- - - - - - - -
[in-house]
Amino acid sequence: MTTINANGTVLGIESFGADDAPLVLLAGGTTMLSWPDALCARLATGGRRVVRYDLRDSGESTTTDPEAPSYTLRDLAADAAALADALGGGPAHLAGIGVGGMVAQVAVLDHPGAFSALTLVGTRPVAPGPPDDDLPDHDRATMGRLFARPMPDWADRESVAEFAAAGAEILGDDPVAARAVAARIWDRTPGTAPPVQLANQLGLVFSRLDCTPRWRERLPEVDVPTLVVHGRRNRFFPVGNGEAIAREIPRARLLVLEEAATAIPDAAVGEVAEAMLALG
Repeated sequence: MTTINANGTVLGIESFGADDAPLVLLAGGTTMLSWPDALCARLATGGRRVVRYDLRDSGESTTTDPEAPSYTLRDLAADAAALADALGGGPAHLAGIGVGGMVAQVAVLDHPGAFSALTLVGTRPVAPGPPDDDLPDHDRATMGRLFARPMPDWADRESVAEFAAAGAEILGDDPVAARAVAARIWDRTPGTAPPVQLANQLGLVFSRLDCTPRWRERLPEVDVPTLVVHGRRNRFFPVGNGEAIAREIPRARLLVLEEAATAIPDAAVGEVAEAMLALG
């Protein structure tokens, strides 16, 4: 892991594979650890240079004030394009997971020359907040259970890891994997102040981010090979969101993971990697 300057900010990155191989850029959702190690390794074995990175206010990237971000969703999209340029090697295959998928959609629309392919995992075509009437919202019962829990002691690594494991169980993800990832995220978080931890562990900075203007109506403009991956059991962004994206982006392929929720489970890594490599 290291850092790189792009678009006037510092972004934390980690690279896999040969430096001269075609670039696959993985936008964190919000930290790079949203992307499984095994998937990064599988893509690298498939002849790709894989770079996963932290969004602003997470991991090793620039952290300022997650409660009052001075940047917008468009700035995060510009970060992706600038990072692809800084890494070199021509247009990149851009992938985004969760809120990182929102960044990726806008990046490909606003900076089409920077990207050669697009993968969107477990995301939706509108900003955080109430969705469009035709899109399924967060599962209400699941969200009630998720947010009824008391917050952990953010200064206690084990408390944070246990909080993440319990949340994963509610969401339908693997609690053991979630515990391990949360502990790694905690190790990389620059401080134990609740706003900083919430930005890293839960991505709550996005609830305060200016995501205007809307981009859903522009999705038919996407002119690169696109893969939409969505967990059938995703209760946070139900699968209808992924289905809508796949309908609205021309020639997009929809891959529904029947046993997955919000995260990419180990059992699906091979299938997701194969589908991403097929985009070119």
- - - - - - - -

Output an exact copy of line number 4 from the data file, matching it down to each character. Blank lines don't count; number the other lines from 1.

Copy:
């Protein structure tokens, strides 16, 4: 892991594979650890240079004030394009997971020359907040259970890891994997102040981010090979969101993971990697 300057900010990155191989850029959702190690390794074995990175206010990237971000969703999209340029090697295959998928959609629309392919995992075509009437919202019962829990002691690594494991169980993800990832995220978080931890562990900075203007109506403009991956059991962004994206982006392929929720489970890594490599 290291850092790189792009678009006037510092972004934390980690690279896999040969430096001269075609670039696959993985936008964190919000930290790079949203992307499984095994998937990064599988893509690298498939002849790709894989770079996963932290969004602003997470991991090793620039952290300022997650409660009052001075940047917008468009700035995060510009970060992706600038990072692809800084890494070199021509247009990149851009992938985004969760809120990182929102960044990726806008990046490909606003900076089409920077990207050669697009993968969107477990995301939706509108900003955080109430969705469009035709899109399924967060599962209400699941969200009630998720947010009824008391917050952990953010200064206690084990408390944070246990909080993440319990949340994963509610969401339908693997609690053991979630515990391990949360502990790694905690190790990389620059401080134990609740706003900083919430930005890293839960991505709550996005609830305060200016995501205007809307981009859903522009999705038919996407002119690169696109893969939409969505967990059938995703209760946070139900699968209808992924289905809508796949309908609205021309020639997009929809891959529904029947046993997955919000995260990419180990059992699906091979299938997701194969589908991403097929985009070119």